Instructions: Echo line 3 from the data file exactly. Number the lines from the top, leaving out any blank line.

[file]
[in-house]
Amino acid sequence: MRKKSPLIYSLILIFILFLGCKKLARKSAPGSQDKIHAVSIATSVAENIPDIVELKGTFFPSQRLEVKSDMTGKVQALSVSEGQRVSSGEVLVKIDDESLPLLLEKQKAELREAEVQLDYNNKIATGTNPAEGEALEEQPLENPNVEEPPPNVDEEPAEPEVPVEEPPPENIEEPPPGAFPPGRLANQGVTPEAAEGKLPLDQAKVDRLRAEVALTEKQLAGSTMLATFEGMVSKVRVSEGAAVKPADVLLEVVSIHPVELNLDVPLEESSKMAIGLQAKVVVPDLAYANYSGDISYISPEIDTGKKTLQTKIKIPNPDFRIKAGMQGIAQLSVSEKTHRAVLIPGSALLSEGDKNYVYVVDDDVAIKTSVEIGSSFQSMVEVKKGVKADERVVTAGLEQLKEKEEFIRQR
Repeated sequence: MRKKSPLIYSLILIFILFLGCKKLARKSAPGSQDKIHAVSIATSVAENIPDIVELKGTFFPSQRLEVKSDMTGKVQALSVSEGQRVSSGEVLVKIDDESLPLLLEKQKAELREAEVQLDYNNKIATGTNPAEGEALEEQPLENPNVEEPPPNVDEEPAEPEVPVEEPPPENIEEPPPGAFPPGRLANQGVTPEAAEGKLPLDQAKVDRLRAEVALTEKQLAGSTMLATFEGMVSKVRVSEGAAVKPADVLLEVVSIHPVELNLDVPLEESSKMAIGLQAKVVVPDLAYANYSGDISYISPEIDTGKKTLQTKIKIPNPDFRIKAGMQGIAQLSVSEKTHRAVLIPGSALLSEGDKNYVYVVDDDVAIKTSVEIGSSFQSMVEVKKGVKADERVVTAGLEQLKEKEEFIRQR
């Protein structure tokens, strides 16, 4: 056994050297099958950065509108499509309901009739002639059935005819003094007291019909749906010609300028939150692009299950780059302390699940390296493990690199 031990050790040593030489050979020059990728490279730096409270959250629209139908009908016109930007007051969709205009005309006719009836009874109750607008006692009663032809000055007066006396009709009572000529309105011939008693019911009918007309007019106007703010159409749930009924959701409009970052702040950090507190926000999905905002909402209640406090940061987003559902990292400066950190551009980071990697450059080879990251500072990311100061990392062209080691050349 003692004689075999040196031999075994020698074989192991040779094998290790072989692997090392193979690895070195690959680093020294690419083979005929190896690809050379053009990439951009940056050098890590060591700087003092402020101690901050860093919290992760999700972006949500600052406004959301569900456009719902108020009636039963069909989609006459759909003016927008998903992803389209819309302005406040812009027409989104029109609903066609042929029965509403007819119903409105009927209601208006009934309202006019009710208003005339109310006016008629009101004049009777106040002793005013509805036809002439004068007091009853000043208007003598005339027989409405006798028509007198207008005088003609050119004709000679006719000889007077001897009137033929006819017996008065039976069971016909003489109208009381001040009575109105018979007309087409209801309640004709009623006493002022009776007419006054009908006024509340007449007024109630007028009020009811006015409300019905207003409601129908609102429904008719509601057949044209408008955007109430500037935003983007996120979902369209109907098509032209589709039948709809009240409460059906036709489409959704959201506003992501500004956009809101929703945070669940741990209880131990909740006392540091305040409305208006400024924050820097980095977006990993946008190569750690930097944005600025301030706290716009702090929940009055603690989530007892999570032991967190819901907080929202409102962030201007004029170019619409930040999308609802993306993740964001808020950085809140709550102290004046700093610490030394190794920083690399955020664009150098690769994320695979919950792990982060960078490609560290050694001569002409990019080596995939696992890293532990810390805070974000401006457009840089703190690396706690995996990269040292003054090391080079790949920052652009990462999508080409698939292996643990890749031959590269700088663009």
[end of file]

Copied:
Repeated sequence: MRKKSPLIYSLILIFILFLGCKKLARKSAPGSQDKIHAVSIATSVAENIPDIVELKGTFFPSQRLEVKSDMTGKVQALSVSEGQRVSSGEVLVKIDDESLPLLLEKQKAELREAEVQLDYNNKIATGTNPAEGEALEEQPLENPNVEEPPPNVDEEPAEPEVPVEEPPPENIEEPPPGAFPPGRLANQGVTPEAAEGKLPLDQAKVDRLRAEVALTEKQLAGSTMLATFEGMVSKVRVSEGAAVKPADVLLEVVSIHPVELNLDVPLEESSKMAIGLQAKVVVPDLAYANYSGDISYISPEIDTGKKTLQTKIKIPNPDFRIKAGMQGIAQLSVSEKTHRAVLIPGSALLSEGDKNYVYVVDDDVAIKTSVEIGSSFQSMVEVKKGVKADERVVTAGLEQLKEKEEFIRQR